Damn your principles, counselled Disraeli, stick to your party.
But what happens when your party won't stick to you?
Two candidates have departed from their party's favours - one Conservative, one Liberal Democrat - in rather different circumstances.
Hugh O' Donnell has chosen to quit the Liberal Democrats to stand as an independent, arguing that his party now prefers to quash dissent rather than adhere to fundamental beliefs.
Malcolm Macaskill was stood down by the Tories after endorsement was withdrawn by the party's candidates selection board.
He was top of the list in Glasgow and hence, potentially, set for a seat.
Each case is damaging to the party concerned.
Political leaders like to project a sense of unity, of contented lieges. These cases, in their different ways, run counter to that depiction.
The extent of the damage depends largely upon the containment exercise. Can the parties close the issues down? Will others rally to support the disquieted and departing?
Mr O'Donnell has been discontented, indeed semi-detached, for some time, since before the formation of the UK coalition.
His departure in this fashion would appear to be planned and calculating rather than whimsical.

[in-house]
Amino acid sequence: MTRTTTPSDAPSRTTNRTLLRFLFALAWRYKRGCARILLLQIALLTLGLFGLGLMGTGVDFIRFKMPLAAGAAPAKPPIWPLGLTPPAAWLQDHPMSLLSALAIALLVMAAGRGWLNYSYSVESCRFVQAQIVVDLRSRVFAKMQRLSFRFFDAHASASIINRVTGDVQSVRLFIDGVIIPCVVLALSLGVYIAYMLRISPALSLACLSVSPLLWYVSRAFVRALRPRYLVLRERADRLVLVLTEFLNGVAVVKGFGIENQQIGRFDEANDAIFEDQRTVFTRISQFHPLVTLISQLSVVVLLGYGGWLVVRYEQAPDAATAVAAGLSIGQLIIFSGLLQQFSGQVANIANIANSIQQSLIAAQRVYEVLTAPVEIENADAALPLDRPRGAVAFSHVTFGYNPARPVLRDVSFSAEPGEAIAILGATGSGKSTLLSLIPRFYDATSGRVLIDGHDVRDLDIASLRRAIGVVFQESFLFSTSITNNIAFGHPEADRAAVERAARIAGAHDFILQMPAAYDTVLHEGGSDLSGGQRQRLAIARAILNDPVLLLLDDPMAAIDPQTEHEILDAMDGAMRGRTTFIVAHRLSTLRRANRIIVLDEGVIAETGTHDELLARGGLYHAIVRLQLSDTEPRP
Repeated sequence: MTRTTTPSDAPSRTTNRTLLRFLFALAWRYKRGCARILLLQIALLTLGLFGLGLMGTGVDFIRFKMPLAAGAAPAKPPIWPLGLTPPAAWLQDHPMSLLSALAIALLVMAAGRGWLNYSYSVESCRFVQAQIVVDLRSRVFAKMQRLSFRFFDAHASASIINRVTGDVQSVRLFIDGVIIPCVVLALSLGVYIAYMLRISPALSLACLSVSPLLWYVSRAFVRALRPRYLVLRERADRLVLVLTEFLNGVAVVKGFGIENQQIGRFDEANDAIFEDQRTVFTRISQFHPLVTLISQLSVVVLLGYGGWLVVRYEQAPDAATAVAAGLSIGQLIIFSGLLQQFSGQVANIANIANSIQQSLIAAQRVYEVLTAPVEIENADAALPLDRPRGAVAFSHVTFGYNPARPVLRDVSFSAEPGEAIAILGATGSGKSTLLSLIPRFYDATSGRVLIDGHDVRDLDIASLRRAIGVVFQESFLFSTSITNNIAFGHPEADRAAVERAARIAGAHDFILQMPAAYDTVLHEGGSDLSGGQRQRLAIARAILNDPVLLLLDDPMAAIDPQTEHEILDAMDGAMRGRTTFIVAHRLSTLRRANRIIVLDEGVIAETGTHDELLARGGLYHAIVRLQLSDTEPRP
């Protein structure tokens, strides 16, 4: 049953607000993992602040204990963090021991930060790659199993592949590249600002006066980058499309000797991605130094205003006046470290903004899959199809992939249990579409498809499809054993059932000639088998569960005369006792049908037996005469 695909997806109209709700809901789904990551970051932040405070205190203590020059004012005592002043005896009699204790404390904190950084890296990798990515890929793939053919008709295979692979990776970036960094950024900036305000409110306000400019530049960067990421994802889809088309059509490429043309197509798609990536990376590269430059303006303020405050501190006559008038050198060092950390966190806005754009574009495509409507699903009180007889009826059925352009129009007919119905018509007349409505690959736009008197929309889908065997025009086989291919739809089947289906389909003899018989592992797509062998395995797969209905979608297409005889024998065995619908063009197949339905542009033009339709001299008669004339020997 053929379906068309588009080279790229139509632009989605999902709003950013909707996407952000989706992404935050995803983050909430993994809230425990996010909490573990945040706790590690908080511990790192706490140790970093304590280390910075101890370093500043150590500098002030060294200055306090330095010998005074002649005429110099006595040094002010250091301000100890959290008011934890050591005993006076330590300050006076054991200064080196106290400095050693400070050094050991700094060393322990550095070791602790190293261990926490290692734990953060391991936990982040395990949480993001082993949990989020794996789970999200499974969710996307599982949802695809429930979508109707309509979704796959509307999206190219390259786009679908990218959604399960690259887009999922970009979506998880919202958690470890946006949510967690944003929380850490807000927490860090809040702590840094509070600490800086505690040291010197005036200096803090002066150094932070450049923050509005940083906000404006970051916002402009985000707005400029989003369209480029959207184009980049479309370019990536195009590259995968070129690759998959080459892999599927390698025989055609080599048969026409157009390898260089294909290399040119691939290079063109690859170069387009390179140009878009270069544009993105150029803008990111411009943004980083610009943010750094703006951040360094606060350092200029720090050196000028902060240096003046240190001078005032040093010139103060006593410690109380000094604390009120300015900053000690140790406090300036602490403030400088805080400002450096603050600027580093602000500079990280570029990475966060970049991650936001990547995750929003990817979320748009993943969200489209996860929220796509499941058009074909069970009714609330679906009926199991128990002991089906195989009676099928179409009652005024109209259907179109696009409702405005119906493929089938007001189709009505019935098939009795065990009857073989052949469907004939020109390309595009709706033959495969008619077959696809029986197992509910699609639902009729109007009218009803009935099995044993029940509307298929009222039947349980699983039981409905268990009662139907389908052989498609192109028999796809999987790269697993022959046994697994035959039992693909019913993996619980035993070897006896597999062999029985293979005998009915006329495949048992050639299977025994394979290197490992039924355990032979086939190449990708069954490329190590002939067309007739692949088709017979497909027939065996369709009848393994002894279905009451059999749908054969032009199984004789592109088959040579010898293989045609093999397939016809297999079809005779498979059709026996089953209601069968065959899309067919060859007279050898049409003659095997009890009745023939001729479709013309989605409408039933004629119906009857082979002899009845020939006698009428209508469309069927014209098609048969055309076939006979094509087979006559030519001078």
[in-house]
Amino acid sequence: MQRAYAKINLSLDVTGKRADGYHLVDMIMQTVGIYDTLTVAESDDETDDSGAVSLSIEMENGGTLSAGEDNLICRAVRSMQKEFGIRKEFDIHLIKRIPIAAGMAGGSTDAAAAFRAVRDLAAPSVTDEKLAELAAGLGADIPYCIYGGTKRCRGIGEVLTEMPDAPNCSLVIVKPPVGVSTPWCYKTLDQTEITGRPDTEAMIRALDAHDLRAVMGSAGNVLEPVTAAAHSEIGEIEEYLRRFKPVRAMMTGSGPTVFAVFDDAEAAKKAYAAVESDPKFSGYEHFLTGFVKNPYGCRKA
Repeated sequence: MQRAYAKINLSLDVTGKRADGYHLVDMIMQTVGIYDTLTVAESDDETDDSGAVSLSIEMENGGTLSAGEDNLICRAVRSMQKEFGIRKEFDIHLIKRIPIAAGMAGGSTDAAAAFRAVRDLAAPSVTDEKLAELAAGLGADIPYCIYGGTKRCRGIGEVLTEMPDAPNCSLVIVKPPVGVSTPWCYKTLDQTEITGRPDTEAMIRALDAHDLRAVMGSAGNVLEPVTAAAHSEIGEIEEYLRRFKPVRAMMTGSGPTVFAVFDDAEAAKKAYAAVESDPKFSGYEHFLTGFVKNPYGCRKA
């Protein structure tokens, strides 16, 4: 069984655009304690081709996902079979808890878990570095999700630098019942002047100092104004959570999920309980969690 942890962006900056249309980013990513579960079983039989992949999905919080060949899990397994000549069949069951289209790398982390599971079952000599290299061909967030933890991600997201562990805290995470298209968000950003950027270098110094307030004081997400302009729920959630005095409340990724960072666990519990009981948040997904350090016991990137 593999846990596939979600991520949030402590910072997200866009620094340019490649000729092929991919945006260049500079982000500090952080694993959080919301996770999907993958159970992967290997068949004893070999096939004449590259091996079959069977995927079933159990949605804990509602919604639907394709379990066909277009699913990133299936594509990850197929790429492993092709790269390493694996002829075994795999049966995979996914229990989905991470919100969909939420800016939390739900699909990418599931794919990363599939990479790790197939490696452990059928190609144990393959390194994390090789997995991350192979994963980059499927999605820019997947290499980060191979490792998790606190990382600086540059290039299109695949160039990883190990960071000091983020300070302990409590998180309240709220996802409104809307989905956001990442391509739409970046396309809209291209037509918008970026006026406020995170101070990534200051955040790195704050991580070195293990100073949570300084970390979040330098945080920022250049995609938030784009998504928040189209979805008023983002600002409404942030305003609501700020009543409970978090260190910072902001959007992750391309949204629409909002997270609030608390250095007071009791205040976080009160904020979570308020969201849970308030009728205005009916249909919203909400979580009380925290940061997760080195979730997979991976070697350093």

The issue for the LibDems is this: can he be dismissed and sidelined as a maverick - or will he be seen as reflecting wider discontent within the party over the consequences of sharing power at Westminster even though his own disquiet partly predates that event?
The Macaskill case is potentially messier. It would appear he has influential - and wealthy - support.
The Tories may stand to lose financial backing from this.
Tory insiders say his endorsement was withdrawn by the all-Scotland candidates board following information which came to light subsequent to his being selected to top the party's list in Glasgow.
He says he is being denied natural justice and an opportunity to state his case.
This follows the disclosure that he has twice faced bankruptcy in the past in his business career.
Mr Macaskill says his business background was made known to the party a decade ago.
But he goes further, linking the handling of his case to suggestions that the party requires wider reform.
Again potentially, that is tapping into subterranean grumbling within the party over the future of the Scottish leadership.
Will that fly as an issue? Or will ranks close?
The immediate rawness of controversy tends to suggest the former.
That applies equally to the LibDem case.
Disraeli's advice, generally followed avidly or reluctantly by those who choose to adhere to parties in the first place, suggests the latter.